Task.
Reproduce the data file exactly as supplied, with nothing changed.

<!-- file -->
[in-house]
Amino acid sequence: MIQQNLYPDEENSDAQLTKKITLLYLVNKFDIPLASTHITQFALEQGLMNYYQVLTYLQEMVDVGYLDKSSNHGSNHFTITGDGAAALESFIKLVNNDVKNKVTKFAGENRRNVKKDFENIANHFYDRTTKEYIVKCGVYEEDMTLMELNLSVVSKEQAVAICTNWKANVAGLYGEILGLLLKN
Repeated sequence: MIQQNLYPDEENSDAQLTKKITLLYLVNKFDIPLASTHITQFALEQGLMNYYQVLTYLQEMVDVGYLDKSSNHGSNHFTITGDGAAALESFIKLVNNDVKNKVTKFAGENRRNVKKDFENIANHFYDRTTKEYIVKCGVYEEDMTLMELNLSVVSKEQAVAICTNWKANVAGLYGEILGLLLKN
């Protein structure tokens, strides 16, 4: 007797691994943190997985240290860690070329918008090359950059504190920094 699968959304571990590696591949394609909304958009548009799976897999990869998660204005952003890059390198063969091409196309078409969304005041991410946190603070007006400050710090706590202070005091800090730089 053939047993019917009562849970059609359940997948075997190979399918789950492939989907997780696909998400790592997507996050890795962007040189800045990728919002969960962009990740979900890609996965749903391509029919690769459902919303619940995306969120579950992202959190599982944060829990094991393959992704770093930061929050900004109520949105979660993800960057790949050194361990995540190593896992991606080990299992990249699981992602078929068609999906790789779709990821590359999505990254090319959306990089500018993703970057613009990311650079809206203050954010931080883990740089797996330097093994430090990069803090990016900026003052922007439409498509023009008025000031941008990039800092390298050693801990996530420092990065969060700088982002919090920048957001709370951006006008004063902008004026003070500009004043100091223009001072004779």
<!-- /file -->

[in-house]
Amino acid sequence: MIQQNLYPDEENSDAQLTKKITLLYLVNKFDIPLASTHITQFALEQGLMNYYQVLTYLQEMVDVGYLDKSSNHGSNHFTITGDGAAALESFIKLVNNDVKNKVTKFAGENRRNVKKDFENIANHFYDRTTKEYIVKCGVYEEDMTLMELNLSVVSKEQAVAICTNWKANVAGLYGEILGLLLKN
Repeated sequence: MIQQNLYPDEENSDAQLTKKITLLYLVNKFDIPLASTHITQFALEQGLMNYYQVLTYLQEMVDVGYLDKSSNHGSNHFTITGDGAAALESFIKLVNNDVKNKVTKFAGENRRNVKKDFENIANHFYDRTTKEYIVKCGVYEEDMTLMELNLSVVSKEQAVAICTNWKANVAGLYGEILGLLLKN
């Protein structure tokens, strides 16, 4: 007797691994943190997985240290860690070329918008090359950059504190920094 699968959304571990590696591949394609909304958009548009799976897999990869998660204005952003890059390198063969091409196309078409969304005041991410946190603070007006400050710090706590202070005091800090730089 053939047993019917009562849970059609359940997948075997190979399918789950492939989907997780696909998400790592997507996050890795962007040189800045990728919002969960962009990740979900890609996965749903391509029919690769459902919303619940995306969120579950992202959190599982944060829990094991393959992704770093930061929050900004109520949105979660993800960057790949050194361990995540190593896992991606080990299992990249699981992602078929068609999906790789779709990821590359999505990254090319959306990089500018993703970057613009990311650079809206203050954010931080883990740089797996330097093994430090990069803090990016900026003052922007439409498509023009008025000031941008990039800092390298050693801990996530420092990065969060700088982002919090920048957001709370951006006008004063902008004026003070500009004043100091223009001072004779």